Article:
A rollicking, often silly account of the foibles of a man who’ll bet on anything.
Cousin of Jimmy Kimmel, who provides the foreword, and a writer and sketch actor on the show, Iacono betrays his own title over the course of his conversational, goofy narrative. As it turns out, you can lose them all, or at least most of them: “baseball, basketball, hockey, wrestling (pro and amateur), hot dog–eating contests, horse races, dog races, bird races, presidential elections, all levels of football—including my 8-year-old son’s flag league and, of course, the Puppy Bowl.” The author has bet on them all as well as a particularly unfortunate event in which he hid a pile of linguine in his shoes in order to win an all-you-can-eat dinner: “I sacrificed a $75 pair of Nike high-tops for a $36.95 meal.” The economy of gambling dictates that such betting is to be avoided, at least over the long haul. It’s to Iacono’s good fortune that the bookies he lost to seem to have been forgiving types: One put him to work refereeing youth basketball games at a rate of pay so low that “I would be done paying off my debt when the children reached thirty-seventh grade.” Does he regret it? Not a bit, except perhaps for those moments when his body rebelled against the paces he was putting it through; the last image in the book involves the application of oysters in a way that may have the reader steering clear of shellfish for a while. On the whole, though, Iacono is funny, rueful, and frequently instructive, as when he teaches the technique (and ultimate folly) of hedging a bet: “Remember this rule of thumb: the more bets you place, the better off for the house.”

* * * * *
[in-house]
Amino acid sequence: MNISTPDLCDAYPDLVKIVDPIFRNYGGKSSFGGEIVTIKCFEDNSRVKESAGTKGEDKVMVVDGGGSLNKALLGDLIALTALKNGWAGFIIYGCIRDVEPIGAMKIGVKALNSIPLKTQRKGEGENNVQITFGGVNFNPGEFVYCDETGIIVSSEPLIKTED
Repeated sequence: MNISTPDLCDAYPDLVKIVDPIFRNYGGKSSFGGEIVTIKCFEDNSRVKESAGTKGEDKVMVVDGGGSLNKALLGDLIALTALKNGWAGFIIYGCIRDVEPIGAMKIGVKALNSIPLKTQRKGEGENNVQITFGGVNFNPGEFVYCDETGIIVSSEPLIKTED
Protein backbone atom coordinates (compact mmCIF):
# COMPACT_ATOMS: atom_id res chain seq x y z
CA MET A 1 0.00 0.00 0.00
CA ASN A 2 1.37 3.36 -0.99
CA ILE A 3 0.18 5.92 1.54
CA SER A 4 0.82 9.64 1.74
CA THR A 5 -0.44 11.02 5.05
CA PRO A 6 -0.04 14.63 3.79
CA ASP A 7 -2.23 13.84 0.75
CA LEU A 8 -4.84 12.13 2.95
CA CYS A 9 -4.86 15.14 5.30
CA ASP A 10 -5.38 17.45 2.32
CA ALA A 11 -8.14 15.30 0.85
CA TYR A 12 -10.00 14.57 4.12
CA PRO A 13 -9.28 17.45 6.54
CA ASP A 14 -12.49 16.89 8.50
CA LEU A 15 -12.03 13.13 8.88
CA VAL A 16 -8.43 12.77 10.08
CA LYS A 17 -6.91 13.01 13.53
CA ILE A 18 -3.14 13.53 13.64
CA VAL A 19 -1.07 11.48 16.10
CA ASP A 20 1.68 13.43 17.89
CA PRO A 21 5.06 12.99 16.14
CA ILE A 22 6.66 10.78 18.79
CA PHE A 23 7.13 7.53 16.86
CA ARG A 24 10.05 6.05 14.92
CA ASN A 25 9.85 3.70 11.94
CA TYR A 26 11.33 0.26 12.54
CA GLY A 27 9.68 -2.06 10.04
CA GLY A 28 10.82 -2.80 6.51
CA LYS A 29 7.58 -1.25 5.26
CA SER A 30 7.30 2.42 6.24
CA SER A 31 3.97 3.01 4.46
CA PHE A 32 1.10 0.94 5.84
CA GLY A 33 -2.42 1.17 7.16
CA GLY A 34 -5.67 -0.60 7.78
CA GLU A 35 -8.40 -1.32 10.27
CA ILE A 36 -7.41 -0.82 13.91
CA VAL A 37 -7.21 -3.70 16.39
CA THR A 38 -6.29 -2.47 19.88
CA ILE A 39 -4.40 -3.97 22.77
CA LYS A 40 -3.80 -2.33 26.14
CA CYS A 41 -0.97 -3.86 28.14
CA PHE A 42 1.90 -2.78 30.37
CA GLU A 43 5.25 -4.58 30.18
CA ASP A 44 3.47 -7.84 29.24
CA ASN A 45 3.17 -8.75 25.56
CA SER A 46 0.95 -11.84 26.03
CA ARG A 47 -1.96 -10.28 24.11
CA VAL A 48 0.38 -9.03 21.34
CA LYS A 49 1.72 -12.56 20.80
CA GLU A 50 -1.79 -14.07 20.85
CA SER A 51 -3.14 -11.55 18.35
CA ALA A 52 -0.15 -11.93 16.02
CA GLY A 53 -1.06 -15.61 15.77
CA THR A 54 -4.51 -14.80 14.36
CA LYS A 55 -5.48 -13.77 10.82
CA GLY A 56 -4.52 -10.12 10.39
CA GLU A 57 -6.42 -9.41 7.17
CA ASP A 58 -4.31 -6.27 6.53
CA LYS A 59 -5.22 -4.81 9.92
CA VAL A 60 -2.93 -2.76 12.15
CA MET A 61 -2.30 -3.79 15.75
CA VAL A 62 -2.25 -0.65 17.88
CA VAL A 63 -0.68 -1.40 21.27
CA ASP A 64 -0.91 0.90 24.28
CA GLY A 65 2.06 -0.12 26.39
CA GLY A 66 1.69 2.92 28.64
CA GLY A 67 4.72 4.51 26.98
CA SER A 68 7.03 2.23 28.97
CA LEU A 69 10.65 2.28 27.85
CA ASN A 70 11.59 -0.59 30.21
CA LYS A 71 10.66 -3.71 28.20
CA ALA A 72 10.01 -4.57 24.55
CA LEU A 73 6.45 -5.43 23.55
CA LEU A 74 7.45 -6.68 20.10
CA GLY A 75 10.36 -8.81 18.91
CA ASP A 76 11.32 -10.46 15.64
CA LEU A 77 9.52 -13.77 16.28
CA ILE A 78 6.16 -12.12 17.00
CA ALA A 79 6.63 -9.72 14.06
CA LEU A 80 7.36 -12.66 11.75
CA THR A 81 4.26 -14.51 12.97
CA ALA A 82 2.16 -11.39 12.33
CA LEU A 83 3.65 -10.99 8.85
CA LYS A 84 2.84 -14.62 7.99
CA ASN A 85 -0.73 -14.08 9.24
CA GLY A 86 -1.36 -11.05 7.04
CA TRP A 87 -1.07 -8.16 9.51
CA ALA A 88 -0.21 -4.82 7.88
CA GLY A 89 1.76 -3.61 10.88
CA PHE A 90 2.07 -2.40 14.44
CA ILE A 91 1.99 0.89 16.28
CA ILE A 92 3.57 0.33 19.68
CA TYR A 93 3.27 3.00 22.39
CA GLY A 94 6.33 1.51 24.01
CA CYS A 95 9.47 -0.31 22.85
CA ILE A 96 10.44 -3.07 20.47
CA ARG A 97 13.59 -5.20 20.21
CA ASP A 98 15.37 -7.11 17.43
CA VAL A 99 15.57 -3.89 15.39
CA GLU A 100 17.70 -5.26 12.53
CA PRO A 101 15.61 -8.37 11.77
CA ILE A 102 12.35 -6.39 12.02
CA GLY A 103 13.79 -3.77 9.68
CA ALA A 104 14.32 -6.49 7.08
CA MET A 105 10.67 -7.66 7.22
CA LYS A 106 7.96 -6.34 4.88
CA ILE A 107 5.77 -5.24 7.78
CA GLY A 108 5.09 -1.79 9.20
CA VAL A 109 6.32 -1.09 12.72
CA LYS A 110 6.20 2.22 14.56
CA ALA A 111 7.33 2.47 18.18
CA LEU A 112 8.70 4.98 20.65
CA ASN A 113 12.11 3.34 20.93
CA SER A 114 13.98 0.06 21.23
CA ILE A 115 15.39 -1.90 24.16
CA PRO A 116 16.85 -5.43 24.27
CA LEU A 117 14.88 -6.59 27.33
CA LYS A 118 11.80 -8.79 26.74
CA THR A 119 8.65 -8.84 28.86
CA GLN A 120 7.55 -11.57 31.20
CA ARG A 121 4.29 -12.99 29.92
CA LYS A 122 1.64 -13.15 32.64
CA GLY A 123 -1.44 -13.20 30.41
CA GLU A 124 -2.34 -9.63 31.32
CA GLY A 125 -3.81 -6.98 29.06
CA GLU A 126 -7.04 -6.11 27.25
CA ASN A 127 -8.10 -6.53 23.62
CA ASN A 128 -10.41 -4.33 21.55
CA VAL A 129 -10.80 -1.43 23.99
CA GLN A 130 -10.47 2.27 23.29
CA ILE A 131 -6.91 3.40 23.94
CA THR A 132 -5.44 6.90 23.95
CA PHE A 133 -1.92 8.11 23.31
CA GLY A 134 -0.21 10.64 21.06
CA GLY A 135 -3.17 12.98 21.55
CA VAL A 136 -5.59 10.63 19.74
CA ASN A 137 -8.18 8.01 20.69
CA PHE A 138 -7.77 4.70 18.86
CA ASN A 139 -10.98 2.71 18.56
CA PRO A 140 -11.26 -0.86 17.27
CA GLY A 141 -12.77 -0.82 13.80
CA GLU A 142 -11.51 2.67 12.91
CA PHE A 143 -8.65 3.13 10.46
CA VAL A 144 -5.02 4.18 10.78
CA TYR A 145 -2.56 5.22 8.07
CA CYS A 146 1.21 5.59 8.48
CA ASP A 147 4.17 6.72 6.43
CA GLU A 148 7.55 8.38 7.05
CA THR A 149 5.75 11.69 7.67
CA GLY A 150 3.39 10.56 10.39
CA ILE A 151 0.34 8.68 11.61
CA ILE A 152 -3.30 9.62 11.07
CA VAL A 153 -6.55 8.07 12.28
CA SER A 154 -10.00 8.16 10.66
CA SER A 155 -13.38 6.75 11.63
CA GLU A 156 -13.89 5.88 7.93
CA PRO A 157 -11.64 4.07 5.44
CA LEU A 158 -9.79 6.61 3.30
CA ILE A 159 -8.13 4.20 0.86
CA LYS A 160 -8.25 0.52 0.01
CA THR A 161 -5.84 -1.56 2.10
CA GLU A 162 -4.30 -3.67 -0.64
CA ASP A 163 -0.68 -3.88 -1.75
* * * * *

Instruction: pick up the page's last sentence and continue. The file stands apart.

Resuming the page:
If you’re thinking of taking up gambling, Iacono will turn you to needlepoint or square dancing inside a few chapters.